Unless you work in specific fields (roofing, construction, architecture, real-estate), you’ve probably not heard the term “low slope roof”. But you undoubtedly have heard the term “flat roof” before. These are actually the same thing, more or less. This may sound counterintuitive, but when you look into a flat roof, you realize that the term is actually a significant misnomer.

Flat roofs are not in fact, flat. A truly flat roof would be disastrous because when rain or snow fell, it would have nowhere to go, it’d pool in various places, and never drain. A flat roof may seem flat when you look at it, and even when you stand on it. However, if you were to drop a golf ball on the roof, it’d roll in a very predictable direction, though possibly gradually. A level would show some amount of slant to the surface.

Depending on whom you ask, not all low slope roofs are “flat roofs” (as some varieties of roofs with a very, very gradual but visible slope are categorized as such), but all flat roofs are indeed low slope roofs.
Today, we’re going to demystify all this, because we at JDT Construction believe that customers should be in the know, so they can make the best decisions when it comes to their roof. After all, a roof is a major make or break for curb appeal, resale value, and the integrity of a structure. It’s not to be taken at all lightly.


Most flat/low slope roofs consist of a continuous membrane material, of which there are various types. These come in rolls, and are applied considerably more quickly (and easily) than shingles or tiles. Some use a hot adhesive material (such as asphalt or a special compound) to adhere to the roof, while others have an adhesive already present, sometimes requiring heat to activate, sometimes not.
Depending on the material, a small-grain layer of loose gravel is applied over the material, to provide extra protection/resistance, though this approach is gradually falling out of favor due to the fact this loose gravel can clog drainage systems.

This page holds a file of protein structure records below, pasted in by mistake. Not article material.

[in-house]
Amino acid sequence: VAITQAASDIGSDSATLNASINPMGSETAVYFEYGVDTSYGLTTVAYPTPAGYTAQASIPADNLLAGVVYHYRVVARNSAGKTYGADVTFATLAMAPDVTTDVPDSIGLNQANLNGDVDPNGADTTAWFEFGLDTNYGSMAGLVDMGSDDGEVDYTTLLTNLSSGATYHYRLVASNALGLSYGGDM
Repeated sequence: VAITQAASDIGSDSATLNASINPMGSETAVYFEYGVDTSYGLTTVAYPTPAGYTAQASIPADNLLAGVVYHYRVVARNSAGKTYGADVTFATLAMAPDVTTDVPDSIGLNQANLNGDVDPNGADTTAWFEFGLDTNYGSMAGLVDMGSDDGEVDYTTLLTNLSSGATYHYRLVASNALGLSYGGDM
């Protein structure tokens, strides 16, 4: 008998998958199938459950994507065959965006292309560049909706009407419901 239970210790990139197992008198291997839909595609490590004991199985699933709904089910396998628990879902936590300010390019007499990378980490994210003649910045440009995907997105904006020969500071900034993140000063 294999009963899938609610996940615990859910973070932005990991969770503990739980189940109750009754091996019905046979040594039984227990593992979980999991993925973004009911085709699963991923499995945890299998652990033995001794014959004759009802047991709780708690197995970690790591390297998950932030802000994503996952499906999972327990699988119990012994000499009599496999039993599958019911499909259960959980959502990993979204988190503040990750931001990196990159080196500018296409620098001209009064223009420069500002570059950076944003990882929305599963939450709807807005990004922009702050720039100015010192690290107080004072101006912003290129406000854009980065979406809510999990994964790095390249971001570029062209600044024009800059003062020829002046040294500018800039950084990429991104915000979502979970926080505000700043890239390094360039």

Uses of Low Slope Roofs

Low slope roofs see their larges application with commercial/industrial structures. This is because sloped roofs are not the most practical thing to install on such vast structures, and they become a maintenance nightmare as a result. Furthermore, these low slope designs allow ventilation, HVAC and other utility components to be more easily placed, accessed, and maintained as well.
Chances are, pretty much every store, restaurant, or other professional building you spend much time in, has a low slope roof for these reasons. They’re not nearly as common for homes, due to some maintenance problems (which are trivial for commercial properties, but a financial drain for a homeowner), and the absence of any aesthetic contribution. This is not to say a flat roof can’t work for a home, nor that it’s never done. It is very common, also, for these roofing systems to be used for outbuildings such as sheds, detached garages, and so on.
Types of Low Slope Roofing Systems

There are multiple types of low slope roof systems, but the following three are the most commonly used.

Built-Up Roof (BUR)

Built up roofs consist of multiple layers of material, starting with a rigid layer above the deck surface. A layer of asphalt is applied, followed by a cover board, and then more asphalt. Then, a series of ply sheets are laid on, each with another layer of asphalt. Finally, a reflective coating is placed atop this. BUR roofs tend to use the small-grain gravel we touched on earlier.
The advantage of BUR is that it’s been around for a very long time, so it’s time-tested, and the construction very much refined. However, it can develop seams and leaks quickly, it’s not very environmentally sound, and the expense depends on crude oil prices at the time of its installation/repair.

Modified Bitumen Roof (MBR)

Modified bitumen is a more modern process (using a modified, enhanced asphalt formula), with an advantage of having a longer life cycle, less tendency to leak or develop seams, and being easier to install. While costlier than BUR on average, MBR is often regarded as worth the extra cost.

MBR roofs consist of a corrugated steel deck, and then a layer of polyester/fiberglass, followed by mechanically-attached roof board. A base sheet of asphalt membrane is then laid over this, followed by a cap sheet resembling asphalt shingle in texture and appearance. A reflective coating is then applied over this.

Single Ply

Singe ply roofs are the easiest, fastest sort to apply, but is a newer process, so it lacks the time testing that BUR and MBR have.

Single ply uses a corrugated steel deck, a rigid poly insulator layer, a mechanically-applied top board, and a single layer of mechanically-applied roofing membrane. Concerns over its likelihood to develop seams, buckling, or gouge damage from maintenance, remain in the air, with this approach, for the time being.

To learn more about low slope roofs, fill out our contact form today.